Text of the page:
Tabs I Can't Close 56: Social Isolation, Bourdain, Patterns, Art

Friday, February 17, 2017



“In America, you almost need an excuse for knocking on a neighbor’s door,” Social isolation is killing us. ("Almost"? You definitely need an excuse to knock on a neighbor's door in the US.)

It's almost the end of February, so time for some actually good new year's resolutions from Anthony Bourdain. (For the love of all that is holy, skip the leather blazer.)

And also, also! My sister just launched Sarah Kirsten, a pattern/tutorial company with clothing designs women like me want to make and wear.

Kurimanzutto, Mexico City

Listening to: Junie Morrison

Reading: Agonies of Exile






How To Be Alone

Tuesday, February 14, 2017




  1. Being alone works best if you are first with a lot of people, for a long period of time, with a lot of responsibility for these people
  2. Start to be alone by leaving all of these people behind
  3. Quit your job
  4. Kiss your niece and nephews goodbye
  5. Hug your siblings, your parents
  6. Break up with your man, if you have one
  7. Ideally you will be alone for a little while on a motorcycle
  8. After a while you will want to be with people 
  9. In a kind of anonymous capacity
  10. Find this in Mexico City, where you are in one of the most populous cities on earth
  11. Realize how wonderful this is after a side trip south, when you arrive back in the city after the oppressive emptiness of the open landscape and find a peace and comfort in the dense but remarkably uncrowded Mexico City 
  12. Feel lonely, at times aching with loneliness
  13. Abated here and there by conversation and afternoons, evenings spent in the company of other travelers
  14. Feel lonely still, at times aching with loneliness
  15. Think about this rationally
  16. Think about loneliness as lack of responsibility 
  17. Think of loneliness as no one requiring anything from you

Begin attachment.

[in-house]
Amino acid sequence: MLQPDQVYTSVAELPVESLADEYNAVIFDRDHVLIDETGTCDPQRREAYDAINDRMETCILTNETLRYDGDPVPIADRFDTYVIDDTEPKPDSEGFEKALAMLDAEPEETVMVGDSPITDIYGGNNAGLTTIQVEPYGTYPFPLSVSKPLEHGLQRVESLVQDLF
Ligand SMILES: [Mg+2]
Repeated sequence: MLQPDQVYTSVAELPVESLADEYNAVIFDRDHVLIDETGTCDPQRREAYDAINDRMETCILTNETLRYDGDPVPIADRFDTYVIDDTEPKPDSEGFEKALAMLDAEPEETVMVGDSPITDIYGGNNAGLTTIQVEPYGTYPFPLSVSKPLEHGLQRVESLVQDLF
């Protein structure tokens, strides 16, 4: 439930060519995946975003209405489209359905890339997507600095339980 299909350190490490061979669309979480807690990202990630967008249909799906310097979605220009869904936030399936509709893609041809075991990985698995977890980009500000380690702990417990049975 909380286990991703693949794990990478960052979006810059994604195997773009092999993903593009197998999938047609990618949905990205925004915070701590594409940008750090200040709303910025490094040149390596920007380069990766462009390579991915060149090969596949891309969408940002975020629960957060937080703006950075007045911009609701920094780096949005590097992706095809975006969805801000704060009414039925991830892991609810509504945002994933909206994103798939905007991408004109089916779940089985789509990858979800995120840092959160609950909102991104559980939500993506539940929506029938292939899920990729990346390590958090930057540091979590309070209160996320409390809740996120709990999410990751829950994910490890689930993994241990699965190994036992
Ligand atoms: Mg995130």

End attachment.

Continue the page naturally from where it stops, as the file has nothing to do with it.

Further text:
18. Think of aloneness as some kind of good and terrible gift, and flip your attention to the goodness of this gift
  19. Notice couples, kissing, everywhere, and think about this: you may not be drawing strength from an other, but you are also not required to give strength to an other
  20. Cherish this
  21. Because it will not last forever
  22. Notice parents with small children
  23. Notice the screaming children
  24. Notice your lack of screaming children
  25. Feel alone and wonderful and that incredible peace that comes with the lack of screaming children
  26. Be alone 



Tabs I Can't Close 55: Boxing, Lecuona, A Luggage Goal

Friday, December 23, 2016



"What do you dislike most about your appearance? 'I like it all. Self-hatred is for younger, prettier women.'" Zadie Smith's Proust Questionnaire.

"In a glowing underpass in Central Park one night last month, a man and woman danced through a boxing routine. They skipped rope and sparred. He swung and she ducked. Echoing through the space, playing on a cellphone, was a piano composition by the Cuban composer Ernesto Lecuona." The Trails of a Boxing Romantic

Ernesto Lecuona

Best line from this movie: "Thirty-eight dollars and a toothbrush." Ultimate luggage goal.



Tabs I Can't Close 54: Movement, Another Way of Being in the World, Massive Baking Projects

Friday, December 2, 2016



A friend has been posting gorgeous pics of frost flowers on Instagram.

"Keep loving them."

"I believe sublimating existential stress in massive baking projects that provide deafening distractions is the happiest way to proceed." Apple strudel

Red wine hot chocolate.

"Let's go on an overseas expedition by ourselves." Junko Tabei, the first woman to climb Everest (she completed a master's at 61).

"The question is: Is there another way of being in the world that doesn't involve this constant act of satire?" A conversation with Zadie Smith.

"Before travel memoirs became a phenomenon, before the Elizabeth Gilberts and Cheryl Strayeds of bestselling contemporary travel writing, there were Black women writers trailblazing in this ever-shifting genre." Travel memoirs by Black women writers.

Anne LaBastille.
© The Attic at Anderwood Maira Gall.